Niagara Gazette — As a part of the photo-ops that were made available, any and all candidates for public office could go, one at a time, on to the stage where the prospective prez and vp were and have their picture taken.
I cued up to go and watched as each candidate stood next to Kemp; he give them a quick look, took his left hand, grabbed the candidate by the wrist and then lifted their right arm above their heads. I expected no more than that when my turn came.
As I stood on the stage next to Kemp, he reached down and grabbed my wrist and then looked not only into my face, but did so in a manner as if he was looking into my brain. We both stood motionless for more than a few moments.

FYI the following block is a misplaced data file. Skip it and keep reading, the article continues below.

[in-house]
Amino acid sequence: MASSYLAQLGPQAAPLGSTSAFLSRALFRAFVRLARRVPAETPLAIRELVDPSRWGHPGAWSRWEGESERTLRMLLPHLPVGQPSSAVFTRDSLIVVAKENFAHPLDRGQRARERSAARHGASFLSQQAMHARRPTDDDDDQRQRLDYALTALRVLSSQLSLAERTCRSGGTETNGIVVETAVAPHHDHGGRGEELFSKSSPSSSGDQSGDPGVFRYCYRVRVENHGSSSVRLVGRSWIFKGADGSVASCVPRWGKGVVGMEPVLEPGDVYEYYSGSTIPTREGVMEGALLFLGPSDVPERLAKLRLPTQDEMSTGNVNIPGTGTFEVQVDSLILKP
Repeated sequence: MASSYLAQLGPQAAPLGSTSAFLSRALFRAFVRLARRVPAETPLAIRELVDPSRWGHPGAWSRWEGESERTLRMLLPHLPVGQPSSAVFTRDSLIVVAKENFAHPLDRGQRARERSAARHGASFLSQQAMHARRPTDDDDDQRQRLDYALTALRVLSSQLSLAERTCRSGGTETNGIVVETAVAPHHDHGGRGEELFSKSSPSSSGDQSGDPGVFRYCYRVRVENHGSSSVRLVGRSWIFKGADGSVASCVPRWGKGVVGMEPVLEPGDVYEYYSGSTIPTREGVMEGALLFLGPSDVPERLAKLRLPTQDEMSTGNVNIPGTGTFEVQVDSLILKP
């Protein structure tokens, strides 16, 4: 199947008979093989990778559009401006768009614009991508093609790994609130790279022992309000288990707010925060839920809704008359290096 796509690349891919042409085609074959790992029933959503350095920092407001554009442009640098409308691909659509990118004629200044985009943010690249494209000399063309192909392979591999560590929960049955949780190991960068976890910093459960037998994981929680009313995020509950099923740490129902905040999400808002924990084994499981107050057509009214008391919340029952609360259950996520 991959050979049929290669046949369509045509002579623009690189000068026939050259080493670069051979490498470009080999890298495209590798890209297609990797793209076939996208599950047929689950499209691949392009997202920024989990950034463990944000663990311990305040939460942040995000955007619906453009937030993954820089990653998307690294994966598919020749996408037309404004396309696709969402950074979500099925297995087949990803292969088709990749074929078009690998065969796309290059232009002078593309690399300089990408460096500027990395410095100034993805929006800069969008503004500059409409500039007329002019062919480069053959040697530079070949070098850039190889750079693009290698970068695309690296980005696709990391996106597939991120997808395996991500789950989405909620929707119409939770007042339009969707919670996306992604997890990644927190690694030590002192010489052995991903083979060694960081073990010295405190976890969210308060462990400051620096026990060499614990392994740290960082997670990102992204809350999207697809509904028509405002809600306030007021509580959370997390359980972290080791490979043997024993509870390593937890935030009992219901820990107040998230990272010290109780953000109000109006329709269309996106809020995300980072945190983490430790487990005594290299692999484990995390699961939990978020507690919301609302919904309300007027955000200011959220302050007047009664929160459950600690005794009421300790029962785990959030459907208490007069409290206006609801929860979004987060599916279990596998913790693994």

Kemp squinted his eyes as if we were both lost, and left me feeling as though I didn’t belong there. After a moment or two, his eyes left my brown face and head full of black hair and gazed upon my suit. It was then that he saw my nametag that indicated that I was running for senator. He then grinned and said, “Oh, you’re a candidate,” and then with a swift and powerful lift, he almost dislocated my shoulder as he raised the arm of my shorter-than-average body high above my head and held it there as it throbbed in pain. I left that stage massaging it and wondering what had just happened.
As I rejoined the audience, I saw a few of the bowed, belly-bulging and bald Bills black alumna looking at me and smiling; and it was then that I realized what had happened. I was not what Kemp expected to see on the stage that day, and it was because of where in time and space from where we had both come.